What Should I Do? (A Story)

By Not Known

The last rays of sunlight left the evening sky and the lights of the city begin to shine brightly against the dark sky. I did not turn on the light in my SGH room. These were precious moments for me after the last visitors were ushered out. I savoured every moment of this quietness. I was alive and mending form an open-heart surgery. It was time to read, to rest and to think.

Suddenly, a wheelchair was pushed into my room and a loud impersonal voice said, "Patricia Tan?"

I reached for the switch to turn on the beg light. A nurse’s aid stood there behind the wheelchair.

"Yes," I replied.

"X-rays," she said.

Reluctantly, I got out of bed, put on my bathrobe and climbed on to the wheelchair. The aid just stood there and watched. The mere movement made me feel nauseated. My chest cavity hurt. Open-heart surgery is not for the faint-hearted, I thought.

 On the way to X-ray I seemed to hear a still small voice say, "There is someone I want you to talk to tonight."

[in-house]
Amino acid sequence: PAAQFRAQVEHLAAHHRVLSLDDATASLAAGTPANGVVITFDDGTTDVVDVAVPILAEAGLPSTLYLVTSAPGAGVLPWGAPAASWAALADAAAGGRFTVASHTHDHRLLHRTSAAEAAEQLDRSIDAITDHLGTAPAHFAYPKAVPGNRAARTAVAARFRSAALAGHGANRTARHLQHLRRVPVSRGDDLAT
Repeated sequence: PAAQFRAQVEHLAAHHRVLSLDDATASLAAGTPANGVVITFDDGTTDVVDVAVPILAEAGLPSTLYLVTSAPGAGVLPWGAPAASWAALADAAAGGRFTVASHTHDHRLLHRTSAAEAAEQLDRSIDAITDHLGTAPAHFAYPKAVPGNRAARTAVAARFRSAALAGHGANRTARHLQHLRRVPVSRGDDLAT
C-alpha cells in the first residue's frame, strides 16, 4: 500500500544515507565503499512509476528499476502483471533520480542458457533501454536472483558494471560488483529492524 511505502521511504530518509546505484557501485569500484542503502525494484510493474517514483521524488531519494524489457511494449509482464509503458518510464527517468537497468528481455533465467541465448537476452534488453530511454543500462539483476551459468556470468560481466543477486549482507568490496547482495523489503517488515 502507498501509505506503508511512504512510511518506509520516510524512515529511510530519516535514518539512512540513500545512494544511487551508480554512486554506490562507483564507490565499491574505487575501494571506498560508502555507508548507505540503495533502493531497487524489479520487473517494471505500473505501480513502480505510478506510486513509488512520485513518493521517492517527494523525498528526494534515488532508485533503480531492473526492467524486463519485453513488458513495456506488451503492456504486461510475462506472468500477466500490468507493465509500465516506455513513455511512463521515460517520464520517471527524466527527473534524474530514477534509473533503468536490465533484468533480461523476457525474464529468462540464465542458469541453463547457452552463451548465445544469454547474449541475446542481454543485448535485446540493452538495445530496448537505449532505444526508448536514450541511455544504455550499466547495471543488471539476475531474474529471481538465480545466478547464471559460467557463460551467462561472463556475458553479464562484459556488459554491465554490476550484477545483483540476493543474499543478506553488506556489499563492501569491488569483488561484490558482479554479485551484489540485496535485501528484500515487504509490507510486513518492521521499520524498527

Two women were in the reception area when I arrived, and somehow, I was led to talk with the one with grey hair. She looked lively and well. But the Lord has other things in mind that night. We exchanged looks and smiled tentatively and without preamble, I asked here, "Do you know Jesus?"

She gave an affirmative not and in a tired, frail voice, she said, " have had open-heart surgery."

"Me, too," I smiled.

We introduced ourselves and quickly, I said, "I was just thinking how blessed we are if we know Christ as a Saviour. If we survived this ordeal and live, we will still get to server Him. If we don’t, we get to be with him forever. We really can’t get a getter deal than this, can we? We can’t lose."

Mayr smiled and nodded. I can tell that it was an effort that cost her. At that time, I thought it was merely exhaustion from the same kind of pain I was having.

In a few days, I was discharged and within a week, I returned for my check up and on the way, I went up to the ward to look ofr Mary. One of the nurses recognised me and said, "Mary passed away yesterday but it was really strange."

"Mary kept telling us how ‘blessed she was.’ She said that if she lived, she could still tell people about him, but if he died, she would be with him forever. She kept saying that one one could be given anything better that that."

I just could not speak. My throat had constricted, and tears stung my eyes.


Peter Poon